Patellar tendinopathy, commonly known as jumper’s knee, is an overuse injury of the patellar tendon. It is a frequent injury, particularly in jumping athletes such as volleyball and basketball players. Jumper’s knee is often a long-lasting injury and can have a major impact on sports and even work participation. The development of jumper’s knee and the best treatment for it are still unclear. The general aim of this thesis was to investigate the development and management of patellar tendinopathy. This thesis showed that patellar tendon structure did not change in healthy adolescent volleyball players during heavy loading of the tendon. Furthermore, two new exercise-based physical therapy programs for athletes with patellar tendinopathy performed in-season were found to decrease pain, while athletes kept on playing without load reduction. Interestingly, these 4-week programs did not immediately affect tendon structure and dimensions. A systematic review of the literature on injection treatments for patellar tendinopathy showed that corticosteroid injections are detrimental, while all other injections studied showed positive results. The positive outcomes may also be the result of the post-injection rehabilitation program. Since these programs are poorly described in current literature, a post-injection exercise-based physical therapy program for patients with jumper’s knee was developed. This program was found to be feasible; first results showed that a platelet-rich plasma injection in combination with this program were mostly positive. This thesis contributes to knowledge on the development of jumper’s knee and shows that exercise-based physical therapy has an important role in its management.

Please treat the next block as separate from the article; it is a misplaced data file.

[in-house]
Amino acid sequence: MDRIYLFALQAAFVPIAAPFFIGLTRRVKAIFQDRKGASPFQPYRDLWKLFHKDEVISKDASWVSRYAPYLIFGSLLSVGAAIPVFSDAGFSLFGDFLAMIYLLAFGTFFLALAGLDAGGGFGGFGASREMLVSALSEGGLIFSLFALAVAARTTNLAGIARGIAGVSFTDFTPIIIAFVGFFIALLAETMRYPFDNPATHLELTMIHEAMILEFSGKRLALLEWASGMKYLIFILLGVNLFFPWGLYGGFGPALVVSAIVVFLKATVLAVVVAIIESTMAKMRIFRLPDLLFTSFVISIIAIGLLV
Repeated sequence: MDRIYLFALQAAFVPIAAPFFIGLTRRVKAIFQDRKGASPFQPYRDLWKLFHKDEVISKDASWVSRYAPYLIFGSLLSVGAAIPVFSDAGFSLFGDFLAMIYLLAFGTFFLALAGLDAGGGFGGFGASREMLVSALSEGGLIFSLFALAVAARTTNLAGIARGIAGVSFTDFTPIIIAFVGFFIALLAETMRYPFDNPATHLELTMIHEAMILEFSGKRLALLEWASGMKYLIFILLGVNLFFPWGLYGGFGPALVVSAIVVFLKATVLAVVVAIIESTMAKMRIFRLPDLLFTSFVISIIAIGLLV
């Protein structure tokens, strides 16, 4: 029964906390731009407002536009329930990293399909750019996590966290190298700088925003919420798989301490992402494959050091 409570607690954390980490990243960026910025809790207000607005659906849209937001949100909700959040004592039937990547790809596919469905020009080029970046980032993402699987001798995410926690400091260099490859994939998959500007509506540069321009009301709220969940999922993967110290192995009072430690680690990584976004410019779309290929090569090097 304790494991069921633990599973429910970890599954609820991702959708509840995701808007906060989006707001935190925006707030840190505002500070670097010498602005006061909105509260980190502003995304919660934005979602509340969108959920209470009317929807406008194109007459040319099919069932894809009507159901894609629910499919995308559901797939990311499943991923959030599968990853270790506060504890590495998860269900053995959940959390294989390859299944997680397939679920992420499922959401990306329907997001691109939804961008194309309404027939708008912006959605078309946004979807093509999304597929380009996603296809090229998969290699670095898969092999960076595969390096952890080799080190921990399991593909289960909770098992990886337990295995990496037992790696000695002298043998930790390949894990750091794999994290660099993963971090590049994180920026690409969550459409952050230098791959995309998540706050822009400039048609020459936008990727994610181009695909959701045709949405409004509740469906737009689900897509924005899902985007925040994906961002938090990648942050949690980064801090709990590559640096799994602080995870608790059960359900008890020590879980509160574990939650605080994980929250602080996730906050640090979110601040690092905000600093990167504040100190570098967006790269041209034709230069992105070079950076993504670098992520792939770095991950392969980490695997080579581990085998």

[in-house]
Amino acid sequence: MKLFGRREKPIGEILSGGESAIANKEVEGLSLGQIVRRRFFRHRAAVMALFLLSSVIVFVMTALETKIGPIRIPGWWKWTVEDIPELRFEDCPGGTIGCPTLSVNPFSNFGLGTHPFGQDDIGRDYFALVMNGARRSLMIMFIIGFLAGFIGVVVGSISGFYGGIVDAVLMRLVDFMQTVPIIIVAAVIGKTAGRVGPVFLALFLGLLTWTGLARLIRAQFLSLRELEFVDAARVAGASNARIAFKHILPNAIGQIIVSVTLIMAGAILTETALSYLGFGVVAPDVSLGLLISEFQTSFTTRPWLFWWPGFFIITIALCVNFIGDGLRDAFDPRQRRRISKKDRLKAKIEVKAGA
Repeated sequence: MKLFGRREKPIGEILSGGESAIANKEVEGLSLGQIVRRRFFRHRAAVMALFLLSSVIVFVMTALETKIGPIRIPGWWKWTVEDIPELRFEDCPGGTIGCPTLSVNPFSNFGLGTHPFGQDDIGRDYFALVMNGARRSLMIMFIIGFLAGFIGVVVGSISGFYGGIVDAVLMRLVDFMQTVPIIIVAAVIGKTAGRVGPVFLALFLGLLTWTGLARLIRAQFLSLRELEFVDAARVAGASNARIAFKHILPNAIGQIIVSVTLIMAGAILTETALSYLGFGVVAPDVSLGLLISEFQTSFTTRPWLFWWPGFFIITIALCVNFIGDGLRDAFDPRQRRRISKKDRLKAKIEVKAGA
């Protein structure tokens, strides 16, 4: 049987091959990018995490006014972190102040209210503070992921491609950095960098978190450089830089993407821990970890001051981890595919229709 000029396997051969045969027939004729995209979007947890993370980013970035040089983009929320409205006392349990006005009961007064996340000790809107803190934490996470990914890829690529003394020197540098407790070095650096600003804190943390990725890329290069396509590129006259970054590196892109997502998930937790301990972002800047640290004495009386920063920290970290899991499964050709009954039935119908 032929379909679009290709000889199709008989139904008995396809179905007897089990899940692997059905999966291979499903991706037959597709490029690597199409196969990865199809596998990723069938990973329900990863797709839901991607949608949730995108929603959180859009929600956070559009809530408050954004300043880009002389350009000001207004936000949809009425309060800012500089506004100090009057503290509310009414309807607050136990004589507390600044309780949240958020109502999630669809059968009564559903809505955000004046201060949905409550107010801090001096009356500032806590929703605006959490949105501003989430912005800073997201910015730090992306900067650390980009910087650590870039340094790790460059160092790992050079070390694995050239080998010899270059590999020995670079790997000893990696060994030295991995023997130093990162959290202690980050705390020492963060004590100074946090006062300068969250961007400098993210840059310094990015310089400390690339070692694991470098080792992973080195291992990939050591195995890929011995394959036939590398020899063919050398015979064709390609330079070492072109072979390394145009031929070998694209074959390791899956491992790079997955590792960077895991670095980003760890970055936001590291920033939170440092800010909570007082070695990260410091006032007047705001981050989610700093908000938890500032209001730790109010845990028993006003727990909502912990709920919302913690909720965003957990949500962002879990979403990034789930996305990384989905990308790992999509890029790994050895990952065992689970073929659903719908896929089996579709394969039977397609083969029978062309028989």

|Qualification||Doctor of Philosophy|
|Place of Publication||[Groningen]|
|Publication status||Published - 2015|